By Lynn Paris
I understand fully that political campaigns, and especially political conventions, are designed to cast the opposing candidate in a bad light while shining a bright and well filtered light on their own candidate. They all spin the facts to favor them, skip details that might be unpleasant for them, manipulate by implying some things and distorting others, use only those statistics and surveys that benefit their side and cleverly attempt to get you to infer truths that simply aren’t true. Both parties are guilty of that and always have been.
But they aren’t supposed to be able to lie, blatantly, and get away with it. At least, that’s what I always thought. Early in August, Romney said, (when discussing a super-PAC ad that tried to imply a connection between the death of a cancer patient to Romney’s role at Bain Capital)
"You know, in the past, when people pointed out that something was inaccurate, why, campaigns pulled the ad. . . . You know, the various fact-checkers look at some of these charges in the Obama ads and they say that they're wrong, and inaccurate, and yet he just keeps on running them." And I agreed with his statement; even though the ad didn’t contain any lies, it was certainly crafted to manipulate. That’s politics, and politics can be a dirty game.
Imagine my surprise, then, when just a couple of weeks later Romney pollster Neil Newhouse stated, "We're not going to let our campaign be dictated by fact-checkers." In other words, fact checkers are no longer deemed relevant to Romney. No kidding. Because that would have made it impossible for the Republicans to continue to run the egregiously false ads claiming Obama gutted the work requirements from welfare. In fact, even I had to fact- check that one when a friend, who happens to be a conservative Republican, first told me about it.
For those of you who actually care about the facts, this is what really happened. The Obama administration did NOT end the work requirement for welfare recipients. Because several states (including Massachusetts under Governor Romney, by the way!) requested more flexibility to try new approaches to help low income people find jobs, the Obama Administration said it would consider departures (by the states) from existing TANF (Temporary Assistance for Needy Families) work participation rules, but only if those changes "... were intended to lead to more effective means of meeting the work goals of TANF.”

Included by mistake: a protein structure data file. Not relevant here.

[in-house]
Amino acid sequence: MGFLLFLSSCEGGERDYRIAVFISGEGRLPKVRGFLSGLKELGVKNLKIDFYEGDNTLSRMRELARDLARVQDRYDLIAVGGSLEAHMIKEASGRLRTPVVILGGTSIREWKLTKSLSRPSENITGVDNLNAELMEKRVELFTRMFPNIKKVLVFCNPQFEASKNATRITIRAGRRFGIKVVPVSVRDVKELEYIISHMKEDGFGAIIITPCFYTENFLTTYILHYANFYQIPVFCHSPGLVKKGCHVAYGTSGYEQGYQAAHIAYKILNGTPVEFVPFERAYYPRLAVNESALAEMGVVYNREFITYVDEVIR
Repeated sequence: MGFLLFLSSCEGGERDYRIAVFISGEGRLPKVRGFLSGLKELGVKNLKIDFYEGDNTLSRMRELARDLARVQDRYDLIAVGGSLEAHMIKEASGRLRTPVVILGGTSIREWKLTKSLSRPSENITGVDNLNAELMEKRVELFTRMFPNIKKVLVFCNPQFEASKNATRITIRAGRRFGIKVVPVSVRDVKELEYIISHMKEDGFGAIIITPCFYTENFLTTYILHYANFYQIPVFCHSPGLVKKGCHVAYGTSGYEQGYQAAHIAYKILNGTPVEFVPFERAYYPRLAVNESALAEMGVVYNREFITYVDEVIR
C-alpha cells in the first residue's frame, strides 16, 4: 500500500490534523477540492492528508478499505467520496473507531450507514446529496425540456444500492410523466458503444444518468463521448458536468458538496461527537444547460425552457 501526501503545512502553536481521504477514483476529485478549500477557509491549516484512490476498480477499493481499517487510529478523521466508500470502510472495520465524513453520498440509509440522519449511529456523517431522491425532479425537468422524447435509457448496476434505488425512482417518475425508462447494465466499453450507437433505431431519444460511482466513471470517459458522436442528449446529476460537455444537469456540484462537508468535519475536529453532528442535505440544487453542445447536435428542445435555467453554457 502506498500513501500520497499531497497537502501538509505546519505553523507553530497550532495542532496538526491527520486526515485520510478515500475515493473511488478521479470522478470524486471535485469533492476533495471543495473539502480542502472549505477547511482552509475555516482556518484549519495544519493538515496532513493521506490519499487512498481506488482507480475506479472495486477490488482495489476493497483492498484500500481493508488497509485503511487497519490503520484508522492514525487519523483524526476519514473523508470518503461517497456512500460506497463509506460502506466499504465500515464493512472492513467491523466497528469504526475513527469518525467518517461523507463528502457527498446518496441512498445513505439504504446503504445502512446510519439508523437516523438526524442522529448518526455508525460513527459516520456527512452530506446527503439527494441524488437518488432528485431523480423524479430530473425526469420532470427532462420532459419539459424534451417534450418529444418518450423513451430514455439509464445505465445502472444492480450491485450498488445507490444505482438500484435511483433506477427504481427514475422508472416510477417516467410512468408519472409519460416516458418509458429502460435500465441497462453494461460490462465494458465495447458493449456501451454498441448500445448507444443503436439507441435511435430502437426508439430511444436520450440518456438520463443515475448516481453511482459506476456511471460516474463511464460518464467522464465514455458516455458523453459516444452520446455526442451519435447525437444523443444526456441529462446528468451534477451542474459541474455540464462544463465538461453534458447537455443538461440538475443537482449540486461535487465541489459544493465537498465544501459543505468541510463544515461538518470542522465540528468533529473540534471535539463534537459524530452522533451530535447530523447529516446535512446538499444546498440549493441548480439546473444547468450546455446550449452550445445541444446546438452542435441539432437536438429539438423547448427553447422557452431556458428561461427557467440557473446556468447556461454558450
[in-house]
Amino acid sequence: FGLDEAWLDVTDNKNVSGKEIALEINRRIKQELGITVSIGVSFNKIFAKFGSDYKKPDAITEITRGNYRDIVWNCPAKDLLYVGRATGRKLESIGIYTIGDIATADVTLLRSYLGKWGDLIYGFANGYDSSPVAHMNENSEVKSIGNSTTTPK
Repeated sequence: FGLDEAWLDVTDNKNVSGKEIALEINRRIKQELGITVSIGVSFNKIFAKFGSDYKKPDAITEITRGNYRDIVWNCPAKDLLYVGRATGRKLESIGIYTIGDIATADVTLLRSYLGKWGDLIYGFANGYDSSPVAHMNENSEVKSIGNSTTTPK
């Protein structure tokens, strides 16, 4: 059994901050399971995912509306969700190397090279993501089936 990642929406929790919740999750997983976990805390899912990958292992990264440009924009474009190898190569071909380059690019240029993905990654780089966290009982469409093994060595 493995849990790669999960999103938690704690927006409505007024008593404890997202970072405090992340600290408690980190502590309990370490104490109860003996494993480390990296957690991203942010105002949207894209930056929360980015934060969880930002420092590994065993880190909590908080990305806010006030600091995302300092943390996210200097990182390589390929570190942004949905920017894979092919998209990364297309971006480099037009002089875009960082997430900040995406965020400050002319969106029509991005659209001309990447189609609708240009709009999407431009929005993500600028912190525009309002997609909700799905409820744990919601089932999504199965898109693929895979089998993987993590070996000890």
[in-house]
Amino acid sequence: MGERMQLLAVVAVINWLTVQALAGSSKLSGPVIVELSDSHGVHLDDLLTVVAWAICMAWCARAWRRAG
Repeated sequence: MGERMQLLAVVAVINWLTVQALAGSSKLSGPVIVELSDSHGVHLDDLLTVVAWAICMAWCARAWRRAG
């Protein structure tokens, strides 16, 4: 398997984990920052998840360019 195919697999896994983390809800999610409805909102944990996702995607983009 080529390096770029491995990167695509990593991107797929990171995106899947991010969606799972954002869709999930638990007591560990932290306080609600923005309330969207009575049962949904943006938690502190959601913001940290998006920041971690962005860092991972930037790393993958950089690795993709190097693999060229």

In fact, a memo from Health and Human Services Secretary Sebelius states that governors' proposals must move "at least 20% more people from welfare to work compared to the state's past performance." That seems like a fact to me. Which makes the ad campaign, and the continuous repetition of this charge at the Republican convention, a blatant lie, perhaps best expressed by Rick Santorum in his convention speech (and the Republicans are proving that if you repeat a lie often enough it becomes the truth, at least to those who don’t bother to check) when he said, “Obama showed us once again he believes in government handouts and dependency by waiving the work requirement for welfare.”
Of course, I wasn’t really surprised. None of this surprises me. This is just one tiny example of what has been the underlying game plan by Republicans since Mitch McConnel was first heard to utter his famous, “The single most important thing we want to achieve is for President Obama to be a one-term president.”
What do I think that game plan consists of? Well, lying, for one thing. Lots and lots of lying, starting way back with those death panels and Obama being a socialist and getting our country back and Obama being influenced by Europe and apologizing for America and government takeovers and the stimulus didn’t work and our credit rating was lowered because of Obama and eventually, Obama will take your guns away and we’ll be a welfare nation and then repeating those lies ad nauseum so that enough people believe them because that’s all they hear . . . and . . . and . . .
I just realized that I could go on and on and on, and that the more I do the more upset I become, and that it’s not good for me. It’s not good for my mental or emotional health. I take it all too personally and get too riled up and depressed and anxious and angry. So, I’m going to stop doing it. I’m going to stop writing about politics. I may write an occasional column about something that interests me, like my dogs or football or something, but it won’t be about politics. No more adding to the noise.
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